No, this is not an off-color political joke. My pal Bob Sanchez is on a blog book tour and he was
fool–I mean nice enough to visit me along the way. Little Mountain is the name of his book, and it really deserves better than for me to make cheap jokes.
Bob is the author of When Pigs Fly, (an iUniverse Star book), Getting Lucky, and Little Mountain, associate editor and webmaster of The Internet Review of Books, active in the El Paso Writers’ League, Mesilla Valley Writers, and the Internet Writing Workshop.
I asked Bob to share something about his character creation.
Take it away, Bob!
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Thanks for hosting me, Marian! I appreciate your generosity in lending me your corner of cyberspace.
Where do a novel’s characters come from? In the case of my novels, no one needs to worry that I’ve based a character on him. Or her. Not yet.
Largely, my characters are built from a combination of traits: this guy’s beer gut, that gal’s tattoo. Lots of the characters have a sliver of my personality: how I am, how I’d like to be, or what I fear I could become. But characters can and do arise completely out of my imagination, like Ace and Frosty in When Pigs Fly. How stupid could these two shoplifters be and still be entertaining? My operating theory as a writer is that criminals are inherently stupid. That’s not necessarily true, but it affords a license to look for laughs at their expense. (Ace and Frosty live in Massachusetts but do much of their shoplifting in New Hampshire to avoid the sales tax.)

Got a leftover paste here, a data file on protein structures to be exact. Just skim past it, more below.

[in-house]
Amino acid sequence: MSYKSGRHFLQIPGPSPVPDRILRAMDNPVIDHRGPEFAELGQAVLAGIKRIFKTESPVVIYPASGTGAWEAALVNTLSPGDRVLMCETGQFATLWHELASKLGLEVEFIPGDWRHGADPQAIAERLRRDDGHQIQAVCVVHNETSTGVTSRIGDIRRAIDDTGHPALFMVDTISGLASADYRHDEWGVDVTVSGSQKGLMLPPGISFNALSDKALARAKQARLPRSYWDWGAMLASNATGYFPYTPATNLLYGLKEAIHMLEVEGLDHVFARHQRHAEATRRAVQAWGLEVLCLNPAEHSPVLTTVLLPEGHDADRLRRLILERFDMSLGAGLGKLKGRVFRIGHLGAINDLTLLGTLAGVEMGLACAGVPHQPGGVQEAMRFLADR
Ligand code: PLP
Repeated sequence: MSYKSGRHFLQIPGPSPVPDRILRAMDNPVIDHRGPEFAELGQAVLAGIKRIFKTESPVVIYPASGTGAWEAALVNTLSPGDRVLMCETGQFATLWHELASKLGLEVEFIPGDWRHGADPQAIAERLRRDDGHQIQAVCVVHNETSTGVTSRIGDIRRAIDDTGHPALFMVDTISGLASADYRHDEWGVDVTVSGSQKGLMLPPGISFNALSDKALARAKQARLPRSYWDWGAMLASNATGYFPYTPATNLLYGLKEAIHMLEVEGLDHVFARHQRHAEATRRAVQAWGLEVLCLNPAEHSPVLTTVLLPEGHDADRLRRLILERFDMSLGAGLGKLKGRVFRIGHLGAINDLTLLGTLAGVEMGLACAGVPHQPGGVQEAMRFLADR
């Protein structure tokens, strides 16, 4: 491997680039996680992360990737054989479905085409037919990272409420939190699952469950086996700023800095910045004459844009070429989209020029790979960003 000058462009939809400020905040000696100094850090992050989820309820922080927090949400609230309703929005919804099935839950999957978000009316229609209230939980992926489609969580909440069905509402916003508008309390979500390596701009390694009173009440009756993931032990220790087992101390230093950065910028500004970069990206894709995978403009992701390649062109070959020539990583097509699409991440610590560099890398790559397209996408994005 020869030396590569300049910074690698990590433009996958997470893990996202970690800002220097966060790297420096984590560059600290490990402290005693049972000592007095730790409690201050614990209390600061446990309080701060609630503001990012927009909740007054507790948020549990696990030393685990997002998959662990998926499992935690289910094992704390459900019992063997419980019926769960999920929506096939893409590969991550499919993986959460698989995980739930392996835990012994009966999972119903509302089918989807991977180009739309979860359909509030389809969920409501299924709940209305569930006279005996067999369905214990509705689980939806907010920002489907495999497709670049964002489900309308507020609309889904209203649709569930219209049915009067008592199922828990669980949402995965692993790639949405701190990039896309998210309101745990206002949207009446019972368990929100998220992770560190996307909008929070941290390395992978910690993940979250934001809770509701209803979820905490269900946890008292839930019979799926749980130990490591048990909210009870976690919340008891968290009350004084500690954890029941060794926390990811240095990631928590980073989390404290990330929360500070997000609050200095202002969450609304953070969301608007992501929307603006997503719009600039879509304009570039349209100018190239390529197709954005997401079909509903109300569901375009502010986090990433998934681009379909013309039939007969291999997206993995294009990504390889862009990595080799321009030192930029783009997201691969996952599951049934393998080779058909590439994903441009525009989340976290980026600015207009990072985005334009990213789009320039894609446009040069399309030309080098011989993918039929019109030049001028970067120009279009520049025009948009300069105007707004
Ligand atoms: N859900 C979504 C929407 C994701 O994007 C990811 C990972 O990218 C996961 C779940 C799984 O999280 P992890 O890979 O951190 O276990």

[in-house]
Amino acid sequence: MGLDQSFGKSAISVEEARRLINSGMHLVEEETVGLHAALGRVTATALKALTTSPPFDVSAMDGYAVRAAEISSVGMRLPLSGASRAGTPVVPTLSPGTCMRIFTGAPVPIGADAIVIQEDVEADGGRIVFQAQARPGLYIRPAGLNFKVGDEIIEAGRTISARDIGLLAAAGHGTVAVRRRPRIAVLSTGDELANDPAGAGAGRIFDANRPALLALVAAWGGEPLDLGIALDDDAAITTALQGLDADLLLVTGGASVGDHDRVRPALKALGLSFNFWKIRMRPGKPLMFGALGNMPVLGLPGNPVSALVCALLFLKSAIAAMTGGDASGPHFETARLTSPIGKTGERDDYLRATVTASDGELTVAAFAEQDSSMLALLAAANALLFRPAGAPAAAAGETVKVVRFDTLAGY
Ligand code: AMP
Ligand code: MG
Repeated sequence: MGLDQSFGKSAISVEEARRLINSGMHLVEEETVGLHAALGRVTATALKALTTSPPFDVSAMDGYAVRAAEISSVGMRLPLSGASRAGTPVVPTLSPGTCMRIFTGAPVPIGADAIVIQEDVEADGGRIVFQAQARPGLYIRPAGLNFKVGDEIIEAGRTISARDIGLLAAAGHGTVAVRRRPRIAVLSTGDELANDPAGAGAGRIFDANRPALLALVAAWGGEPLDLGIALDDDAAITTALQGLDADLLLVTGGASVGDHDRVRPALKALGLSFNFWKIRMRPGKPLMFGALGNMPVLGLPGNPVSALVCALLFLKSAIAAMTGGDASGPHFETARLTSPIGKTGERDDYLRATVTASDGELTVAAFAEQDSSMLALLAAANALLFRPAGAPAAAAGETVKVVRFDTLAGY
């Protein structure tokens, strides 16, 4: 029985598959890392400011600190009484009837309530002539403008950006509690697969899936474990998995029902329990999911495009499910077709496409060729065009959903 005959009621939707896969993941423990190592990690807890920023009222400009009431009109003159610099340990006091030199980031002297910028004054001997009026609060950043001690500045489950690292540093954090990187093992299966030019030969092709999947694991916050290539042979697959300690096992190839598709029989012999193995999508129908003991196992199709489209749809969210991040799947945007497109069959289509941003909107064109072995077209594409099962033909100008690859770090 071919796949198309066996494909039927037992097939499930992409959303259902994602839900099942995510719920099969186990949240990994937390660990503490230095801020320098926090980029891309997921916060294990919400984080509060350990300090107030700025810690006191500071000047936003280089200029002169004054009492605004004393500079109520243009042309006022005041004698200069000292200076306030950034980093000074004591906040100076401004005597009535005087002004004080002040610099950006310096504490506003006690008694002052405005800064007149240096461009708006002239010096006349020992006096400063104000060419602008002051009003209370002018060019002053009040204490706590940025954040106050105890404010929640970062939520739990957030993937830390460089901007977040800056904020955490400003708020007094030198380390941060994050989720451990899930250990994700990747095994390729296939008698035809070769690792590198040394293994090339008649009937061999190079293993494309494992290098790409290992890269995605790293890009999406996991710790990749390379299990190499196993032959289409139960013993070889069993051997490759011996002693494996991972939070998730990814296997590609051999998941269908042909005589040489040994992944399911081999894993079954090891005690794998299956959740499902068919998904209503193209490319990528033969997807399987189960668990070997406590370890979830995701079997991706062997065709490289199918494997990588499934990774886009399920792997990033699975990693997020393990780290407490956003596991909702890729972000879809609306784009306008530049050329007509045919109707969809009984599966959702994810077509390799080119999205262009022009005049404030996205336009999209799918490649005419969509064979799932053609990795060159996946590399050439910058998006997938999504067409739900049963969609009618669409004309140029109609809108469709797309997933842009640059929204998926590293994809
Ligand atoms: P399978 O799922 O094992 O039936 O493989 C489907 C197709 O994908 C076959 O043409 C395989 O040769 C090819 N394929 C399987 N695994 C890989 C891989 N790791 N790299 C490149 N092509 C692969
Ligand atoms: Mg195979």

Two of my main characters began life as the same person. During my own childhood, a neighborhood bully named Mike Durgin used to torment me. The kid was a rat, but even rats deserve second chances, so one of my fictional good guys became Mack Durgin of When Pigs Fly. He might once have been a problem child, but he matured into a decent man like—well, like me. And not strikingly handsome, but much closer to Brad Pitt than to Herman Munster. Then I needed him again in Getting Lucky, where he developed a bit differently—still a good guy but with a darker past. So I created Clay Webster from Mack Durgin’s literary DNA. They’re similar in lots of ways, but I’d rather have a beer with Mack. He’d never punch me out.
My latest hero is Sambath “Sam” Long of Little Mountain. He is an American homicide cop who survived the killing fields of Cambodia. His father’s dying act was to spit in his killer’s eye, and Sam hopes to measure up to his father’s courage. Sam has a lot of American traits and strong moral values. When his personal wish conflicts with his professional duty, he does his duty. My goal in creating Sam was to try to show someone transitioning from one culture to another—he knows where he’s going and respects where he’s been. All of my lead characters are good men at their core—but Mack is the funniest, Clay the edgiest, and Sam the most honorable. At a bar, Mack or Clay would be good company, but Sam would pay for the beer.
All of these are available as ebooks and paperbacks, and you can find out more about them at my blog, bobsanchez1.blogspot.com. Be sure to leave a comment for a chance to win an e-copy of your choice of these books, or to win the grand prize of all three signed paperbacks.
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Click here for Bob’s entire tour schedule.
WRITING PROMPT: Pick somebody you know. Make a list of his or her character qualities, life events, habits, etc. Create three different characters by emphasizing some of these over others or selecting some and eliminating or changing others.